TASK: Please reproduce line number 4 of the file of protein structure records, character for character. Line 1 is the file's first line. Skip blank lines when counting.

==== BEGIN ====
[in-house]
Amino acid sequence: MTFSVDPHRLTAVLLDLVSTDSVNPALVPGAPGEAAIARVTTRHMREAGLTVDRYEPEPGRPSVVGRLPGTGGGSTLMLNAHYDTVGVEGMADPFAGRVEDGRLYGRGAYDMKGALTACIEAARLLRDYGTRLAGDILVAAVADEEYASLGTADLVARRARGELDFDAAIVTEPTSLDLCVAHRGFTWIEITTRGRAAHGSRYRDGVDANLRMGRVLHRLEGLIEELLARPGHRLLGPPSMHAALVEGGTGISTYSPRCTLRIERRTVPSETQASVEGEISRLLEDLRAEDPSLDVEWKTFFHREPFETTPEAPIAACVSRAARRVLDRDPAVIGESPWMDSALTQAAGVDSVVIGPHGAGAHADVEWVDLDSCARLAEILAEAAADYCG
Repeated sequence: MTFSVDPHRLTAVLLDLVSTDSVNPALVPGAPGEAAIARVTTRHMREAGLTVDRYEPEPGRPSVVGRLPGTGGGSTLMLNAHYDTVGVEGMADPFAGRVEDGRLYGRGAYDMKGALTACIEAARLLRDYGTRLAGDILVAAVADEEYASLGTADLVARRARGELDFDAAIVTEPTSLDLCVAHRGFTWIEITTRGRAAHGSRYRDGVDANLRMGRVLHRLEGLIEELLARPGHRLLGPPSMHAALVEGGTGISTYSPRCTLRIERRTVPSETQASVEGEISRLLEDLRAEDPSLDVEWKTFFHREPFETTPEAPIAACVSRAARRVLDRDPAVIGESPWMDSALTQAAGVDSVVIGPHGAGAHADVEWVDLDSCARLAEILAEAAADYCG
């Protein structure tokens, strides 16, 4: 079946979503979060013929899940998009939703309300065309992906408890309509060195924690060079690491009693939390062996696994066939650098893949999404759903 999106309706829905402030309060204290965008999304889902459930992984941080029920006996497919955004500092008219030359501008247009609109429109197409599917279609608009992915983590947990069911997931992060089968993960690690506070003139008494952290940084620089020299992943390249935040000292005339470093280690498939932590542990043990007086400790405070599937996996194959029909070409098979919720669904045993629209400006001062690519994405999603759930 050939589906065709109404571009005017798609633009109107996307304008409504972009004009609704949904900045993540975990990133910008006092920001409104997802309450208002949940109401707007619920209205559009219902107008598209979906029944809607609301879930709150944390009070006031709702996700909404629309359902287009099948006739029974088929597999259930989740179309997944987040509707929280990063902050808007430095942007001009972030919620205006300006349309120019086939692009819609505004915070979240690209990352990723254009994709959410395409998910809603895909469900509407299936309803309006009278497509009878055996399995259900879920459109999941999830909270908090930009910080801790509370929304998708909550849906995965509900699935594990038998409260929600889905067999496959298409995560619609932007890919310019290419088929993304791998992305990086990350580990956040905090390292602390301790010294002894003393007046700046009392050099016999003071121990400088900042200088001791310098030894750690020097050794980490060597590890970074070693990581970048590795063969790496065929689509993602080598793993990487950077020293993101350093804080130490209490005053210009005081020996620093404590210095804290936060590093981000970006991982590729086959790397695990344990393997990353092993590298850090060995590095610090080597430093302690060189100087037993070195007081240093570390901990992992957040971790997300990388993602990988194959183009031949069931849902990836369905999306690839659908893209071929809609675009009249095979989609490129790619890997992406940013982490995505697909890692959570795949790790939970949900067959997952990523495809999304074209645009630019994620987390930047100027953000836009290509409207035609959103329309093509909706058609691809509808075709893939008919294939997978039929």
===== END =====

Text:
């Protein structure tokens, strides 16, 4: 079946979503979060013929899940998009939703309300065309992906408890309509060195924690060079690491009693939390062996696994066939650098893949999404759903 999106309706829905402030309060204290965008999304889902459930992984941080029920006996497919955004500092008219030359501008247009609109429109197409599917279609608009992915983590947990069911997931992060089968993960690690506070003139008494952290940084620089020299992943390249935040000292005339470093280690498939932590542990043990007086400790405070599937996996194959029909070409098979919720669904045993629209400006001062690519994405999603759930 050939589906065709109404571009005017798609633009109107996307304008409504972009004009609704949904900045993540975990990133910008006092920001409104997802309450208002949940109401707007619920209205559009219902107008598209979906029944809607609301879930709150944390009070006031709702996700909404629309359902287009099948006739029974088929597999259930989740179309997944987040509707929280990063902050808007430095942007001009972030919620205006300006349309120019086939692009819609505004915070979240690209990352990723254009994709959410395409998910809603895909469900509407299936309803309006009278497509009878055996399995259900879920459109999941999830909270908090930009910080801790509370929304998708909550849906995965509900699935594990038998409260929600889905067999496959298409995560619609932007890919310019290419088929993304791998992305990086990350580990956040905090390292602390301790010294002894003393007046700046009392050099016999003071121990400088900042200088001791310098030894750690020097050794980490060597590890970074070693990581970048590795063969790496065929689509993602080598793993990487950077020293993101350093804080130490209490005053210009005081020996620093404590210095804290936060590093981000970006991982590729086959790397695990344990393997990353092993590298850090060995590095610090080597430093302690060189100087037993070195007081240093570390901990992992957040971790997300990388993602990988194959183009031949069931849902990836369905999306690839659908893209071929809609675009009249095979989609490129790619890997992406940013982490995505697909890692959570795949790790939970949900067959997952990523495809999304074209645009630019994620987390930047100027953000836009290509409207035609959103329309093509909706058609691809509808075709893939008919294939997978039929």